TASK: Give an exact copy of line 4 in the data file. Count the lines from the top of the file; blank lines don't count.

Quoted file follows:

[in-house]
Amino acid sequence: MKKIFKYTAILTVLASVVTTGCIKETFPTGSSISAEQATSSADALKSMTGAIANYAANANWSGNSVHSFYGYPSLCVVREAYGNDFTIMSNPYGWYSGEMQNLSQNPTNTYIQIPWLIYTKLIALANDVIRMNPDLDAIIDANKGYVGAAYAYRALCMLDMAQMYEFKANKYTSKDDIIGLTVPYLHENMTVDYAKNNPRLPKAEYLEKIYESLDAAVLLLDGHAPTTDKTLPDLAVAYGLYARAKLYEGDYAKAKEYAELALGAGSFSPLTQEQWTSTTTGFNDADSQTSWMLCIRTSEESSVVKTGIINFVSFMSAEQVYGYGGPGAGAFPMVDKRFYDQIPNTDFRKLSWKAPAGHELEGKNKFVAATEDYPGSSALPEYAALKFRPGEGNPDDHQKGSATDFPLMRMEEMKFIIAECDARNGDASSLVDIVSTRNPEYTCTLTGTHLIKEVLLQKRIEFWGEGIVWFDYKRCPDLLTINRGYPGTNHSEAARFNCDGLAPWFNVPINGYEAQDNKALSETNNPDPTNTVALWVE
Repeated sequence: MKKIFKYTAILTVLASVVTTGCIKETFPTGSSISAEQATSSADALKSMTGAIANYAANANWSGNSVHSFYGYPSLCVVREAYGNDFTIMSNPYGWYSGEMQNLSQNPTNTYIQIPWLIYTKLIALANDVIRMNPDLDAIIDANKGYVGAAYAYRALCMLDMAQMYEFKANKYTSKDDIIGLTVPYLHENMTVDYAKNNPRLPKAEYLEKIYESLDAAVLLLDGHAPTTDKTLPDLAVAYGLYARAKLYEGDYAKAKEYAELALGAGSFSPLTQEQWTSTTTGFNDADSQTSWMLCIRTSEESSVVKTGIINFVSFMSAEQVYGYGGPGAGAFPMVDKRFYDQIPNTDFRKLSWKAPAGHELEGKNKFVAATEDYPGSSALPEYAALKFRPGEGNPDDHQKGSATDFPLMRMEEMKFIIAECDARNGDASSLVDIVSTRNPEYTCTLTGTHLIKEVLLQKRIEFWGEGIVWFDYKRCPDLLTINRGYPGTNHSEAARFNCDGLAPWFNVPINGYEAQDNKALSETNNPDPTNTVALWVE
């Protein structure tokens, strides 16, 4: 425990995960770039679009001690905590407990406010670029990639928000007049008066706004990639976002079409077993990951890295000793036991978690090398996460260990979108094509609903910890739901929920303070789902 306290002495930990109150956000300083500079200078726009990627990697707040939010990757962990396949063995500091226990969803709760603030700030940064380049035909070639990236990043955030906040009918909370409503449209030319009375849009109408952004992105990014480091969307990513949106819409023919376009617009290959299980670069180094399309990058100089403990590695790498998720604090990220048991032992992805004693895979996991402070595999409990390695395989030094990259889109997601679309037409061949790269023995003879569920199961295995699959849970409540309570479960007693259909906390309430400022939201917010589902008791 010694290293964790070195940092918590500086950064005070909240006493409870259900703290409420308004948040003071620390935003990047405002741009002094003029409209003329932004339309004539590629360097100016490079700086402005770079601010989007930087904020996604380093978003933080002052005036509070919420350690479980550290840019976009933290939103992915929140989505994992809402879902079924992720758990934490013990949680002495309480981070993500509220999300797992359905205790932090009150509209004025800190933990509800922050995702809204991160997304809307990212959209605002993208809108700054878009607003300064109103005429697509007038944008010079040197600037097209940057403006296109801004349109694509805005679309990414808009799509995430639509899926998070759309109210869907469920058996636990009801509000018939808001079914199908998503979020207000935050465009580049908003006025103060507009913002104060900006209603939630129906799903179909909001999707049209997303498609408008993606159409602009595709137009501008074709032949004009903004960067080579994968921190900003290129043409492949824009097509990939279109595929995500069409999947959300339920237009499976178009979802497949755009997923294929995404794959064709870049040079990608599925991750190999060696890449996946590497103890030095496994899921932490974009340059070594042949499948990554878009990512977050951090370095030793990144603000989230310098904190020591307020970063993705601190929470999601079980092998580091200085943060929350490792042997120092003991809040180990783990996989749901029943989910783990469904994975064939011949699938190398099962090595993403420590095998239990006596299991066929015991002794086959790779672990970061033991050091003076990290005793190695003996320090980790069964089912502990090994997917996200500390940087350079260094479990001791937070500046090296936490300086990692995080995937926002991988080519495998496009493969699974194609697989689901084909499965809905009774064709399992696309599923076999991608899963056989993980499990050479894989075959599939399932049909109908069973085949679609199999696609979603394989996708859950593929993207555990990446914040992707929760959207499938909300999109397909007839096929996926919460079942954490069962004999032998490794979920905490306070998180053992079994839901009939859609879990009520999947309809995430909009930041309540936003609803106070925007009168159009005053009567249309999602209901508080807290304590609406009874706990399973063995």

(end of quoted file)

């Protein structure tokens, strides 16, 4: 425990995960770039679009001690905590407990406010670029990639928000007049008066706004990639976002079409077993990951890295000793036991978690090398996460260990979108094509609903910890739901929920303070789902 306290002495930990109150956000300083500079200078726009990627990697707040939010990757962990396949063995500091226990969803709760603030700030940064380049035909070639990236990043955030906040009918909370409503449209030319009375849009109408952004992105990014480091969307990513949106819409023919376009617009290959299980670069180094399309990058100089403990590695790498998720604090990220048991032992992805004693895979996991402070595999409990390695395989030094990259889109997601679309037409061949790269023995003879569920199961295995699959849970409540309570479960007693259909906390309430400022939201917010589902008791 010694290293964790070195940092918590500086950064005070909240006493409870259900703290409420308004948040003071620390935003990047405002741009002094003029409209003329932004339309004539590629360097100016490079700086402005770079601010989007930087904020996604380093978003933080002052005036509070919420350690479980550290840019976009933290939103992915929140989505994992809402879902079924992720758990934490013990949680002495309480981070993500509220999300797992359905205790932090009150509209004025800190933990509800922050995702809204991160997304809307990212959209605002993208809108700054878009607003300064109103005429697509007038944008010079040197600037097209940057403006296109801004349109694509805005679309990414808009799509995430639509899926998070759309109210869907469920058996636990009801509000018939808001079914199908998503979020207000935050465009580049908003006025103060507009913002104060900006209603939630129906799903179909909001999707049209997303498609408008993606159409602009595709137009501008074709032949004009903004960067080579994968921190900003290129043409492949824009097509990939279109595929995500069409999947959300339920237009499976178009979802497949755009997923294929995404794959064709870049040079990608599925991750190999060696890449996946590497103890030095496994899921932490974009340059070594042949499948990554878009990512977050951090370095030793990144603000989230310098904190020591307020970063993705601190929470999601079980092998580091200085943060929350490792042997120092003991809040180990783990996989749901029943989910783990469904994975064939011949699938190398099962090595993403420590095998239990006596299991066929015991002794086959790779672990970061033991050091003076990290005793190695003996320090980790069964089912502990090994997917996200500390940087350079260094479990001791937070500046090296936490300086990692995080995937926002991988080519495998496009493969699974194609697989689901084909499965809905009774064709399992696309599923076999991608899963056989993980499990050479894989075959599939399932049909109908069973085949679609199999696609979603394989996708859950593929993207555990990446914040992707929760959207499938909300999109397909007839096929996926919460079942954490069962004999032998490794979920905490306070998180053992079994839901009939859609879990009520999947309809995430909009930041309540936003609803106070925007009168159009005053009567249309999602209901508080807290304590609406009874706990399973063995």